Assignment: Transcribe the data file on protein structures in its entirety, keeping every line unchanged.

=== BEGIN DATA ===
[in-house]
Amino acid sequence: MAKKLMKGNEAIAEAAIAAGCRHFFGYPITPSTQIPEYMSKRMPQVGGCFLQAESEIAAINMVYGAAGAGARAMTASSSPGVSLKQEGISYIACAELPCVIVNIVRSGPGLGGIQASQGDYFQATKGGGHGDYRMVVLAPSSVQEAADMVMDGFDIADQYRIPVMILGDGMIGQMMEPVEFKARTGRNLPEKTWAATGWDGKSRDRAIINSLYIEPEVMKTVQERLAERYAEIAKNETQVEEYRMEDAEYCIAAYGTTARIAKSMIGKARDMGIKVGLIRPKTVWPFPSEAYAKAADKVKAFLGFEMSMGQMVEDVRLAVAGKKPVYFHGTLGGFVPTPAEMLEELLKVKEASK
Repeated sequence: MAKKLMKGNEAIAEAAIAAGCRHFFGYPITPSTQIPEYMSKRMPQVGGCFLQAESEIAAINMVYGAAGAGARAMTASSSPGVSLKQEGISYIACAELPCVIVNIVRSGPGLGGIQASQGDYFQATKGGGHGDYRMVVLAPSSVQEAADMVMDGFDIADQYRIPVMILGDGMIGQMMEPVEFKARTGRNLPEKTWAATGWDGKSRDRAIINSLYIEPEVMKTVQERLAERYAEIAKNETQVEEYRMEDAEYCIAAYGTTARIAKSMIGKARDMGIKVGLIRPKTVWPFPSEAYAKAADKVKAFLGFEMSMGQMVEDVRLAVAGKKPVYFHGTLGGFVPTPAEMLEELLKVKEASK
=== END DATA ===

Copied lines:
[in-house]
Amino acid sequence: MAKKLMKGNEAIAEAAIAAGCRHFFGYPITPSTQIPEYMSKRMPQVGGCFLQAESEIAAINMVYGAAGAGARAMTASSSPGVSLKQEGISYIACAELPCVIVNIVRSGPGLGGIQASQGDYFQATKGGGHGDYRMVVLAPSSVQEAADMVMDGFDIADQYRIPVMILGDGMIGQMMEPVEFKARTGRNLPEKTWAATGWDGKSRDRAIINSLYIEPEVMKTVQERLAERYAEIAKNETQVEEYRMEDAEYCIAAYGTTARIAKSMIGKARDMGIKVGLIRPKTVWPFPSEAYAKAADKVKAFLGFEMSMGQMVEDVRLAVAGKKPVYFHGTLGGFVPTPAEMLEELLKVKEASK
Repeated sequence: MAKKLMKGNEAIAEAAIAAGCRHFFGYPITPSTQIPEYMSKRMPQVGGCFLQAESEIAAINMVYGAAGAGARAMTASSSPGVSLKQEGISYIACAELPCVIVNIVRSGPGLGGIQASQGDYFQATKGGGHGDYRMVVLAPSSVQEAADMVMDGFDIADQYRIPVMILGDGMIGQMMEPVEFKARTGRNLPEKTWAATGWDGKSRDRAIINSLYIEPEVMKTVQERLAERYAEIAKNETQVEEYRMEDAEYCIAAYGTTARIAKSMIGKARDMGIKVGLIRPKTVWPFPSEAYAKAADKVKAFLGFEMSMGQMVEDVRLAVAGKKPVYFHGTLGGFVPTPAEMLEELLKVKEASK